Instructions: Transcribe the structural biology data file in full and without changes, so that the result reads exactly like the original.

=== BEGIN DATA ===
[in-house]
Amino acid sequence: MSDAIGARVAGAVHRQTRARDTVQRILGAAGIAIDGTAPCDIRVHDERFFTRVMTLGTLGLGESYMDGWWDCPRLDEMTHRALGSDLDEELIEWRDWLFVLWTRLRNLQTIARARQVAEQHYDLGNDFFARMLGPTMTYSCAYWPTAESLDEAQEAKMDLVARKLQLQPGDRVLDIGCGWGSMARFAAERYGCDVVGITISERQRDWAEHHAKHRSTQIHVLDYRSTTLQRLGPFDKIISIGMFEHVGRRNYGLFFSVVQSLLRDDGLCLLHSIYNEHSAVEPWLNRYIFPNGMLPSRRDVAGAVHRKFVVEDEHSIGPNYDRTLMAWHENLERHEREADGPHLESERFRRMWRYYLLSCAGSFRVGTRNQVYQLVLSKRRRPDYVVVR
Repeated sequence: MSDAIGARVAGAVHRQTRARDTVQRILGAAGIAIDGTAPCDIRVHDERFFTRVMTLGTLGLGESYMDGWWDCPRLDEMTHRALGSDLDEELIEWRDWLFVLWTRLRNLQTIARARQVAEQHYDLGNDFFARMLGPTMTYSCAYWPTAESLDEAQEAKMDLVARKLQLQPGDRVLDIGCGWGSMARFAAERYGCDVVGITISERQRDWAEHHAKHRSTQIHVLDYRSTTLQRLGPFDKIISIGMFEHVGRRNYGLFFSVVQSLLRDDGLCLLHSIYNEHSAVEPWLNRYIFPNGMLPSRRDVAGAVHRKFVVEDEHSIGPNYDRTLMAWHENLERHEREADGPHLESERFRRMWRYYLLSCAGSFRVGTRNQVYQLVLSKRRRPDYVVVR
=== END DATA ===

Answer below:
[in-house]
Amino acid sequence: MSDAIGARVAGAVHRQTRARDTVQRILGAAGIAIDGTAPCDIRVHDERFFTRVMTLGTLGLGESYMDGWWDCPRLDEMTHRALGSDLDEELIEWRDWLFVLWTRLRNLQTIARARQVAEQHYDLGNDFFARMLGPTMTYSCAYWPTAESLDEAQEAKMDLVARKLQLQPGDRVLDIGCGWGSMARFAAERYGCDVVGITISERQRDWAEHHAKHRSTQIHVLDYRSTTLQRLGPFDKIISIGMFEHVGRRNYGLFFSVVQSLLRDDGLCLLHSIYNEHSAVEPWLNRYIFPNGMLPSRRDVAGAVHRKFVVEDEHSIGPNYDRTLMAWHENLERHEREADGPHLESERFRRMWRYYLLSCAGSFRVGTRNQVYQLVLSKRRRPDYVVVR
Repeated sequence: MSDAIGARVAGAVHRQTRARDTVQRILGAAGIAIDGTAPCDIRVHDERFFTRVMTLGTLGLGESYMDGWWDCPRLDEMTHRALGSDLDEELIEWRDWLFVLWTRLRNLQTIARARQVAEQHYDLGNDFFARMLGPTMTYSCAYWPTAESLDEAQEAKMDLVARKLQLQPGDRVLDIGCGWGSMARFAAERYGCDVVGITISERQRDWAEHHAKHRSTQIHVLDYRSTTLQRLGPFDKIISIGMFEHVGRRNYGLFFSVVQSLLRDDGLCLLHSIYNEHSAVEPWLNRYIFPNGMLPSRRDVAGAVHRKFVVEDEHSIGPNYDRTLMAWHENLERHEREADGPHLESERFRRMWRYYLLSCAGSFRVGTRNQVYQLVLSKRRRPDYVVVR